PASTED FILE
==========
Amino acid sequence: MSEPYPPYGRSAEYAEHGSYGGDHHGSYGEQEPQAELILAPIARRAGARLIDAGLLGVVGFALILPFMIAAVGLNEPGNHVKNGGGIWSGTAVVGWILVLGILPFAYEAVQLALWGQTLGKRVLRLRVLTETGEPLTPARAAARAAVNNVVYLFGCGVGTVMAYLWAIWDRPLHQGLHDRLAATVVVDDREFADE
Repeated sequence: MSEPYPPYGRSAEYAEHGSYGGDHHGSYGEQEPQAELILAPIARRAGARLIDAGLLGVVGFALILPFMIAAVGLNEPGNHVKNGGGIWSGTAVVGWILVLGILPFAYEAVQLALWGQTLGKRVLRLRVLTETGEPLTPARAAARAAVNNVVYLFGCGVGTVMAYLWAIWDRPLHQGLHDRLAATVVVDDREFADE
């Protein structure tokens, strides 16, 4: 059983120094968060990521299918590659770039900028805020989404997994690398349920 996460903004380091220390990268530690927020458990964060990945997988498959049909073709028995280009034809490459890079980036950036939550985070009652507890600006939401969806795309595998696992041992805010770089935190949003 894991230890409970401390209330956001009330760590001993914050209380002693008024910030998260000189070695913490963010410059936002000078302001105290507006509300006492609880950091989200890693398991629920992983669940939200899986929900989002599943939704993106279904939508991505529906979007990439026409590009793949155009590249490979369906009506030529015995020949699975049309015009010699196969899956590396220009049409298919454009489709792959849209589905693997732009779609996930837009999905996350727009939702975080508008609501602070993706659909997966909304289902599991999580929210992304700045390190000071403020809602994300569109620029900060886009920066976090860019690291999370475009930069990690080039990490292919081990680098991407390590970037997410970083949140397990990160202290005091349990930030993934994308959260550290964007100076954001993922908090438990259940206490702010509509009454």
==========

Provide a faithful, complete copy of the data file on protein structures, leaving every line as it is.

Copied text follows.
Amino acid sequence: MSEPYPPYGRSAEYAEHGSYGGDHHGSYGEQEPQAELILAPIARRAGARLIDAGLLGVVGFALILPFMIAAVGLNEPGNHVKNGGGIWSGTAVVGWILVLGILPFAYEAVQLALWGQTLGKRVLRLRVLTETGEPLTPARAAARAAVNNVVYLFGCGVGTVMAYLWAIWDRPLHQGLHDRLAATVVVDDREFADE
Repeated sequence: MSEPYPPYGRSAEYAEHGSYGGDHHGSYGEQEPQAELILAPIARRAGARLIDAGLLGVVGFALILPFMIAAVGLNEPGNHVKNGGGIWSGTAVVGWILVLGILPFAYEAVQLALWGQTLGKRVLRLRVLTETGEPLTPARAAARAAVNNVVYLFGCGVGTVMAYLWAIWDRPLHQGLHDRLAATVVVDDREFADE
């Protein structure tokens, strides 16, 4: 059983120094968060990521299918590659770039900028805020989404997994690398349920 996460903004380091220390990268530690927020458990964060990945997988498959049909073709028995280009034809490459890079980036950036939550985070009652507890600006939401969806795309595998696992041992805010770089935190949003 894991230890409970401390209330956001009330760590001993914050209380002693008024910030998260000189070695913490963010410059936002000078302001105290507006509300006492609880950091989200890693398991629920992983669940939200899986929900989002599943939704993106279904939508991505529906979007990439026409590009793949155009590249490979369906009506030529015995020949699975049309015009010699196969899956590396220009049409298919454009489709792959849209589905693997732009779609996930837009999905996350727009939702975080508008609501602070993706659909997966909304289902599991999580929210992304700045390190000071403020809602994300569109620029900060886009920066976090860019690291999370475009930069990690080039990490292919081990680098991407390590970037997410970083949140397990990160202290005091349990930030993934994308959260550290964007100076954001993922908090438990259940206490702010509509009454």